How I got atmosphere induced narcolepsy, or why I hate musicals

18 May

Gross

I hate musicals, but why?  When I was a kid I loved My Fair Lady, GiGi, Mary Poppins and even The Wizard of Oz.  On Saturday mornings I am usually belting out “Good Morning” from Singing in the Rain.  But, at some point, after seeing Tommy, I began to writhe in my seat whenever an actor would break into song.  And if so much of a scintilla of choreography is present in anything, I practically get apoplectic.  It’s not like my parents beat me with rolled up Playbills or practiced aversion therapy while screening the film adaptation of Oklahoma.  I can listen to the Cole Porter songbook all day long, and I know most of the words to the Rogers & Hammerstein catalog, too.  Still, I can not watch a musical!  So what gives?

After a lot of soul searching and careful consideration I can hone in on exactly two experiences with musicals that have shaped my disability to sit through any production with singing and not squirm then fall fast asleep so that I can detach from what is happening in front of me.

Can you find the crashed car

I loved The Beatle’s Sgt. Pepper’s Lonely Hearts Club Band, an album so good that it is rumored to be the catalyst of Beach Boy Brian Wilson’s most significant nervous breakdown.  Who couldn’t lose themselves staring at the cover art?  It was like a Who’s Who of popular personalities, many of whom were recognizable to me at the time, like the Hardy Brothers, Marilyn Monroe or Elvis Presley and others who I wouldn’t recognize until I was older.  Furthering my fascination with the cover were the hidden clues as to whether or not Paul McCartney was really dead.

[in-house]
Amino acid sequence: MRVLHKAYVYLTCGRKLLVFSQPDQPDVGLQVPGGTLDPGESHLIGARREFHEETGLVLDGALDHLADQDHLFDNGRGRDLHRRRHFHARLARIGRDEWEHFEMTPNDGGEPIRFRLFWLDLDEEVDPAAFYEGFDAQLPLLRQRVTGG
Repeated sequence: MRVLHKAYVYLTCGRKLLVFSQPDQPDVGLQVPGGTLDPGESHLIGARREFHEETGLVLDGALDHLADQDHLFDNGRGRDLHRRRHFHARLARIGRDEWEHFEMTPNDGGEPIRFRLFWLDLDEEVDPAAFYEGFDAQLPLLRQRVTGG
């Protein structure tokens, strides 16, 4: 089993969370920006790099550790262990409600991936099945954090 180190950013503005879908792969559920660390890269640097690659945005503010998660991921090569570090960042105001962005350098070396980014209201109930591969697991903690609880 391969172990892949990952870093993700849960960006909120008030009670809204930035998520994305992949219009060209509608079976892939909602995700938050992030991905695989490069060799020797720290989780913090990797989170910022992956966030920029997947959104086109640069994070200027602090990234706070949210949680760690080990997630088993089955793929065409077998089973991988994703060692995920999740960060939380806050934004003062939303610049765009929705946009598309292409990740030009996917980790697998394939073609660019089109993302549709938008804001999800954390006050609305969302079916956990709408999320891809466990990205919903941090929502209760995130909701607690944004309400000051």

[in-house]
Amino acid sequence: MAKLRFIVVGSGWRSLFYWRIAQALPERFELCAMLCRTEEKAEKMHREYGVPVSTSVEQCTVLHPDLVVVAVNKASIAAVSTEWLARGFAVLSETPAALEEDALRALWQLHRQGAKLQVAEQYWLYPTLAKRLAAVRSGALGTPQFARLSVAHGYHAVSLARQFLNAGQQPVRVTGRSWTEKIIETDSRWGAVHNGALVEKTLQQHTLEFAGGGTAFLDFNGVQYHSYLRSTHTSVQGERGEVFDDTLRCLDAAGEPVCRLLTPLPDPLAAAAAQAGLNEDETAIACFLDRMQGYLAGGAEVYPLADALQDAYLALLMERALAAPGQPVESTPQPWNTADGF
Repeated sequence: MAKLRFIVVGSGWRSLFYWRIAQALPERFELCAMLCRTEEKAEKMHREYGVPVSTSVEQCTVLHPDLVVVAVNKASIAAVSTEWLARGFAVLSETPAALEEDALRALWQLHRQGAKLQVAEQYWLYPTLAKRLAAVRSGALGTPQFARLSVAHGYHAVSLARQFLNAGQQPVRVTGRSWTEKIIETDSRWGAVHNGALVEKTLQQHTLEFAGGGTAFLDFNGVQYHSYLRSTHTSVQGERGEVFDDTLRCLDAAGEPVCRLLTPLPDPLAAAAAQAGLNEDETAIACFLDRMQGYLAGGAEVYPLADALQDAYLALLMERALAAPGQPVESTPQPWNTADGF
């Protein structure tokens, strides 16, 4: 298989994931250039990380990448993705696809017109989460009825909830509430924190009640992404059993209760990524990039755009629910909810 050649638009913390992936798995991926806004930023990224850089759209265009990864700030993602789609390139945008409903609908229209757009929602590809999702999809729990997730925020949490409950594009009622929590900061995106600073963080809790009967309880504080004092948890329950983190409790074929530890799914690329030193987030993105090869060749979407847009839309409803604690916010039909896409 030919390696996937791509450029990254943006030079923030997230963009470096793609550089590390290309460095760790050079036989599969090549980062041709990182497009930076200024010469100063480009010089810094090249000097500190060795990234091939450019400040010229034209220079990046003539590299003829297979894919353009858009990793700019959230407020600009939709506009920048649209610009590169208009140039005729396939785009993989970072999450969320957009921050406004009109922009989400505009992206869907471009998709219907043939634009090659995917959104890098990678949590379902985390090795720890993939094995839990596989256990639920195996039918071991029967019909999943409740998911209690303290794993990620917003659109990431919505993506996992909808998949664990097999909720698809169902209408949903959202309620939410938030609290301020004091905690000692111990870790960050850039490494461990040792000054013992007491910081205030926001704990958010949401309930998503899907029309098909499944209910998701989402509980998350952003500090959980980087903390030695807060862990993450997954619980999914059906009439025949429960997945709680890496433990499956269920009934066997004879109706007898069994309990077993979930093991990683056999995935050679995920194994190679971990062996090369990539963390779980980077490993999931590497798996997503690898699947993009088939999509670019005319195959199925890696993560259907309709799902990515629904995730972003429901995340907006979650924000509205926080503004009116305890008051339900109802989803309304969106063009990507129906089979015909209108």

But the album’s jacket was just a window dressing for what was inside.  The music hit me in a way that was really powerful for a little kid.  I didn’t know what made “Within You, Without You” or “A Day in the Life” so good, but they were.  Songs like “Getting Better” or “With a Little Help From My Friends” seemed like they were written especially for me.